Straight out to bat, and I’m going to declare on this one – I love Bennett’s book. Having spent years with my sleeves rolled up and hands deep in the engine of change, every word he’s written speaks to me. He’s pragmatic, sensible, human and humorous about change, and it, combined, achieves the impossible – making me want to take part in a transformation process.
The book, Great Change, is focused on transformation, and it comes at it from every angle possible (do not underestimate me on this one). Bennett starts at the very top of the rollercoaster – zipping us through modern history and the impacting factors that make the current professional world so complex and so difficult to enact change through. It’s VERY comprehensive. Anyone who has read any of my other reviews will know I often call out books for being too skinny on key topics. Not this one. I’m pretty sure the index lists a kitchen sink (spoiler, it doesn’t… there’s no index).
If you are about to undertake change, pause, order and then read this book. If you are a day away from the start, ‘skip to the middle bit’ and dive into the practical advice and guidance. You may need to be selective, as Bennett burrows down into P&Ls, Cash Tax Rate, Business Processes – something for everyone. Above this, though, sits the real gold – the advice of someone who has been through countless transformations, and can give steer such as: ‘Make sure everyone has skin in the game’.
Alongside the advice sit the stories, and they are plentiful and varied. Some are short vignettes from the professional word, others are historical and military references. There’s a lot of learnings drawn from the world of martial arts (maybe a tad too much) – which Bennett concedes at the start of the book. They all combine to keep the reader interested and, mixed with the author’s engaging Australian language, it’s a book you look forward to picking up.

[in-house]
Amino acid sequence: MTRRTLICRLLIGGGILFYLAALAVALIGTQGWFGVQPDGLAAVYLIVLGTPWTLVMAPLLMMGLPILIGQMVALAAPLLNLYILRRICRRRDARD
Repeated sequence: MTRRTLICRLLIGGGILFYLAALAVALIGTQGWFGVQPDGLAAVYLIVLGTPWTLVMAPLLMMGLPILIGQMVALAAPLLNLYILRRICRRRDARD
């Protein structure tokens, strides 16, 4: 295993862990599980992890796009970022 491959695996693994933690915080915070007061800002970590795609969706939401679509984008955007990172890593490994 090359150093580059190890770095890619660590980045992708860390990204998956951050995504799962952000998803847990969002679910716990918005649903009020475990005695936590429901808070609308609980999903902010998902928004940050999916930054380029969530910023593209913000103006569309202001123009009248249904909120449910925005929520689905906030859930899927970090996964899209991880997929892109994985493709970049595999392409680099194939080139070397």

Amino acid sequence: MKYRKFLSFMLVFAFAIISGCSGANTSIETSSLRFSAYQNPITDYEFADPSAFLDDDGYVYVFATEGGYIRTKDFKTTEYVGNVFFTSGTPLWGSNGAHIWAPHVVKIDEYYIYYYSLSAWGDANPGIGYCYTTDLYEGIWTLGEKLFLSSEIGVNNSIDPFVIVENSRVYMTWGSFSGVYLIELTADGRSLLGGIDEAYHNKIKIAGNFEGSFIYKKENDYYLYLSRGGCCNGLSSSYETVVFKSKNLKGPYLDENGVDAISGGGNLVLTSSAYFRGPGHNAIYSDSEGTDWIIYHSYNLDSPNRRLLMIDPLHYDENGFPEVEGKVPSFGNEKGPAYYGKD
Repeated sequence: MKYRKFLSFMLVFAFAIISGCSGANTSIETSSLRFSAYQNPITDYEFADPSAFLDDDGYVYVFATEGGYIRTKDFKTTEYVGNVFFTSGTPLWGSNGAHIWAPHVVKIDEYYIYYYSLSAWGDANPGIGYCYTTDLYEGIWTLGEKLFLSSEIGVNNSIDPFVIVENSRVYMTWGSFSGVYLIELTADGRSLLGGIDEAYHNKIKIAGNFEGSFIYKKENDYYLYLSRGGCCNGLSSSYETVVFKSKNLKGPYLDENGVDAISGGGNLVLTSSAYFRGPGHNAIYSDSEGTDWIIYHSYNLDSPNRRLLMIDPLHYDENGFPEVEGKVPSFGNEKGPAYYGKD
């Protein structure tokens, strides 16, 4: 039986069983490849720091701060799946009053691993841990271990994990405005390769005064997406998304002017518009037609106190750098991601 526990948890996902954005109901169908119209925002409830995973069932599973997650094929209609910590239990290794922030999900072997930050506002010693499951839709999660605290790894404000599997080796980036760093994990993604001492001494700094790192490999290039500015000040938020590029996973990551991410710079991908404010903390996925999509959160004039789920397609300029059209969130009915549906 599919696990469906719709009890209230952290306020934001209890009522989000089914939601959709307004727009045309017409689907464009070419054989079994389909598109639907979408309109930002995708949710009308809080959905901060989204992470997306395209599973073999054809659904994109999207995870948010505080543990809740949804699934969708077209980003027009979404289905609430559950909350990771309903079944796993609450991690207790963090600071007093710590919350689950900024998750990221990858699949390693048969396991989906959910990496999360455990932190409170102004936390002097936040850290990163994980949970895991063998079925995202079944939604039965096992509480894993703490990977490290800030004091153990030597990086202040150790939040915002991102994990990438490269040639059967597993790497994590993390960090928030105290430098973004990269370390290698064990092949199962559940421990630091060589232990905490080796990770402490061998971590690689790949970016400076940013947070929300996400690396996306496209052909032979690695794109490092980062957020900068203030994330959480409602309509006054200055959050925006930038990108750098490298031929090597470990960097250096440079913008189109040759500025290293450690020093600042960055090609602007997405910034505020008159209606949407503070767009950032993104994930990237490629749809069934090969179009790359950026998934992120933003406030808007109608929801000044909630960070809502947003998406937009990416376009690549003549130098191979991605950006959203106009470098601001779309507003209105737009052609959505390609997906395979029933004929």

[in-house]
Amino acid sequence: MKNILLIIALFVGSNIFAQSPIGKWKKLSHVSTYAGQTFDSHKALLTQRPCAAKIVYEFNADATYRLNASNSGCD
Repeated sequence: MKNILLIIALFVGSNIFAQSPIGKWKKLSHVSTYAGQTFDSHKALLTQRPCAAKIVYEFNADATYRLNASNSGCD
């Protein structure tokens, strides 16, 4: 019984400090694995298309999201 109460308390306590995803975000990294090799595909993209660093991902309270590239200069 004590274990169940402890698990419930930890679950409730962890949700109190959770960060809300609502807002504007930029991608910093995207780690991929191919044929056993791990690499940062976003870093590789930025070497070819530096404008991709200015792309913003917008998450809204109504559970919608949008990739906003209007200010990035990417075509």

My only gripe… there has to be one in any review, it’s literary law… is the number of lists. There are a lot – in particular around the types of people that are involved in the theatre that is work. Yes, they are fun, but they take up pages, and I would rather have fewer that I can remember and replay authoritatively to audiences, than the number in there. It’s a small thing, and the rest of the book scoops this niggle of mine aside.
Practically, Bennett draws in a range of models and thinking to build some very practical approaches that blend the science and mechanics of change with the art of engagement and transformation. Because it’s comprehensive, you are granted access to a ‘soup to nuts’ process that draws in the tough stuff – restructures, redundancies, business model shifts – but blends them with the human elements that ensure people experience the change in ways that, whilst not wholly positive, feel equitable, caring and thought-through.
Don’t wing change alone. Lean on the experience, expertise and humour of Bennett to get you through unscathed and successful at the other side – digest the book, make notes from it and build your transformation plan using the backbone that Great Change gives you.
Chris Preston is a culture expert and one of the founding partners of The Culture Builders